But in that time he has not only seen hundreds published in the Post, he has also had 15 books published, with the proceeds – about £3,000 – going to Nottinghamshire Royal Society for the Blind.
With a scientific background and a life that revolved around the mining industry, Mr Martin never thought of himself as a poet.
“English was not really one of my strongest subjects but I developed a flair to write poetry,” he said.
“I don’t spend a lot of time writing poetry. It comes to me when I’m thinking and all of a sudden I jump up and write the poem.
“Sometimes it just takes minutes. People think I spend hours or days on them but I don’t.”
Mr Martin, of Chilwell Court in Bulwell, added: “I don’t write frivolous poems. I write poems with a message. I think of the message and then I write the poem to fit in with what I want to say.”
He has not only been published in the UK but also America and was recently invited to join the International Society of Poets in the US.
But he was worried he might not be able to make it to the annual meetings in Washington, so turned down the invitation.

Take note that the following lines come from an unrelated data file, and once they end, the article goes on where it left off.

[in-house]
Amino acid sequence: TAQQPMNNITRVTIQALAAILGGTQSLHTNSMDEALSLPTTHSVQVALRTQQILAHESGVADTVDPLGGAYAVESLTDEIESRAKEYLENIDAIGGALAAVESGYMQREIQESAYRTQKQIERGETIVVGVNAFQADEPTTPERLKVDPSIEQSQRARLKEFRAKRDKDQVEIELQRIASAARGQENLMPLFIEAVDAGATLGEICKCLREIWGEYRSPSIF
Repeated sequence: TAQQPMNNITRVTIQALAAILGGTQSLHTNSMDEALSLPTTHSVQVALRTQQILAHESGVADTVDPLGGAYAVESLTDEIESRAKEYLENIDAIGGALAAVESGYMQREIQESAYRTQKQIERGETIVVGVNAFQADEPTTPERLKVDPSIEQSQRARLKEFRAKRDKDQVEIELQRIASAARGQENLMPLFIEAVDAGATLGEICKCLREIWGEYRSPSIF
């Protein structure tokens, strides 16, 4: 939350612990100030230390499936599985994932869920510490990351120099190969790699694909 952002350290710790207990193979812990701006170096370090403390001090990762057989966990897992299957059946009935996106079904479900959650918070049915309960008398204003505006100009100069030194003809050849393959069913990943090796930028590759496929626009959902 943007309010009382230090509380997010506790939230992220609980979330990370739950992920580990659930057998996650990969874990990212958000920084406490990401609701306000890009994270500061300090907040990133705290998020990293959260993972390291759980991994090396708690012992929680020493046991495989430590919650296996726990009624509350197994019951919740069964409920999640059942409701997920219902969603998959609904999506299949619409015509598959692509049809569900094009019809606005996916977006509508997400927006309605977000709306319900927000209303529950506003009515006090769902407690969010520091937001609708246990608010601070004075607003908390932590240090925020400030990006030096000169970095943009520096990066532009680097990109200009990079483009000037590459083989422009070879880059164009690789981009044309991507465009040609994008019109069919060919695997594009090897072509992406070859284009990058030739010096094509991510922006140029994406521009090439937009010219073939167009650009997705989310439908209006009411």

Mr Martin, who was at school during the Second World War, went on to study at Nottingham Technical College before working as a scientific technical officer for the National Coal Board.
He had various other roles in the industry including surface manager at Kirkby and Cotgrave collieries and taking on responsibility for training and recruitment in later years.
“I wrote one poem about the demise of the coal industry that points out why the mining industry closed down,” he said. “It’s nothing to do with politics – it’s to do with the fact people have stopped burning coal.”